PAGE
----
Emphasising the centrality of cyber resilience and cyber security to modern corporate stewardship, the proportion of survey respondents who rated managing IT & cyber risks (including those from rapid digitisation) as a key concern was approximately 61%, up from 44% last November. As a result, managing IT & cyber risks ranked as being of equal importance to maintaining an appropriate corporate culture. Protecting brand and reputation was ranked third (49%).
Innovation remains the next highest priority, and is on the minds of a significantly greater proportion of survey respondents (approximately 48% vs approximately 31% last November).
The ongoing focus on maintaining an appropriate corporate culture suggests boards and senior leaders are thinking deeply about the role of culture within an organisation to support the ongoing response to issues and challenges raised by COVID-19 – in particular operating in the current environment, supporting the ongoing adaption and implementation of strategic plans and building digital and organisational resilience.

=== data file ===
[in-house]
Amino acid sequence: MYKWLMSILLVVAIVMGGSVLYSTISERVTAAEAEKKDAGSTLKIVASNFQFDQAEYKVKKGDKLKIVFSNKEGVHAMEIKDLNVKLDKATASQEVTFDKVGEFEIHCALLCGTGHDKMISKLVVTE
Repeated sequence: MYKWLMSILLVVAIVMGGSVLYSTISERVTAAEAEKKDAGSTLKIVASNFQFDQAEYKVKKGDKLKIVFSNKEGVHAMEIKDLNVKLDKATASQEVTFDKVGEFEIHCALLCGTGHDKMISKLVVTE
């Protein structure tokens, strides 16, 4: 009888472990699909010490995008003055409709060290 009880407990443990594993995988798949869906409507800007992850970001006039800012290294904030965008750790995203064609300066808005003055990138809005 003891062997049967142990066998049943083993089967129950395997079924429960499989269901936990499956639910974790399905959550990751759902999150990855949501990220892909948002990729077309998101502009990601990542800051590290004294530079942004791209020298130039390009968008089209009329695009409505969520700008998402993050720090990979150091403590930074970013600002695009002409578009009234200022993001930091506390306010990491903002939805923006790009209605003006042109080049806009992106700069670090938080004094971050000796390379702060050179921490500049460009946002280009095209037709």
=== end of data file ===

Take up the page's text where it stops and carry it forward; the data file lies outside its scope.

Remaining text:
This suggests there is a heightened focus on what boards can seek to control, in the context of an operating environment where there are a number of dynamics which simply cannot be controlled (including the next phases of the pandemic, as well as geopolitical risks).
The “step-up” moment